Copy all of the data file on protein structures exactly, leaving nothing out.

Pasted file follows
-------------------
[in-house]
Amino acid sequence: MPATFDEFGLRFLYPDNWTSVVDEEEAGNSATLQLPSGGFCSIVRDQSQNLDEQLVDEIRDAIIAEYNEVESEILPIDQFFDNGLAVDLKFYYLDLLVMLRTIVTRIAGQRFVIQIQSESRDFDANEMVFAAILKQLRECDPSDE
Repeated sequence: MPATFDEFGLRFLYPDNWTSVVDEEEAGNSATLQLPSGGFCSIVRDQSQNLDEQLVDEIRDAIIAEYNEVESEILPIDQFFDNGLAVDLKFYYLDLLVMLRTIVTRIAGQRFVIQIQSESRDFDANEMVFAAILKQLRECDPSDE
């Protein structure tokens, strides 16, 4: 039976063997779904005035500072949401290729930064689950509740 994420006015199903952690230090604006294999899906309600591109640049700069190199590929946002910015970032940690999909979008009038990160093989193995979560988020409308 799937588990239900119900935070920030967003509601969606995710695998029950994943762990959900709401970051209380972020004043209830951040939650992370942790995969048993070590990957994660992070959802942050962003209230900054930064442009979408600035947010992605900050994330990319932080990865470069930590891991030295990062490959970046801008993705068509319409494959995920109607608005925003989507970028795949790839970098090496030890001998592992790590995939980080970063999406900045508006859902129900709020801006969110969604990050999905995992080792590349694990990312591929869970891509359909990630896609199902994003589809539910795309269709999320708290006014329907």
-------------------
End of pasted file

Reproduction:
[in-house]
Amino acid sequence: MPATFDEFGLRFLYPDNWTSVVDEEEAGNSATLQLPSGGFCSIVRDQSQNLDEQLVDEIRDAIIAEYNEVESEILPIDQFFDNGLAVDLKFYYLDLLVMLRTIVTRIAGQRFVIQIQSESRDFDANEMVFAAILKQLRECDPSDE
Repeated sequence: MPATFDEFGLRFLYPDNWTSVVDEEEAGNSATLQLPSGGFCSIVRDQSQNLDEQLVDEIRDAIIAEYNEVESEILPIDQFFDNGLAVDLKFYYLDLLVMLRTIVTRIAGQRFVIQIQSESRDFDANEMVFAAILKQLRECDPSDE
């Protein structure tokens, strides 16, 4: 039976063997779904005035500072949401290729930064689950509740 994420006015199903952690230090604006294999899906309600591109640049700069190199590929946002910015970032940690999909979008009038990160093989193995979560988020409308 799937588990239900119900935070920030967003509601969606995710695998029950994943762990959900709401970051209380972020004043209830951040939650992370942790995969048993070590990957994660992070959802942050962003209230900054930064442009979408600035947010992605900050994330990319932080990865470069930590891991030295990062490959970046801008993705068509319409494959995920109607608005925003989507970028795949790839970098090496030890001998592992790590995939980080970063999406900045508006859902129900709020801006969110969604990050999905995992080792590349694990990312591929869970891509359909990630896609199902994003589809539910795309269709999320708290006014329907």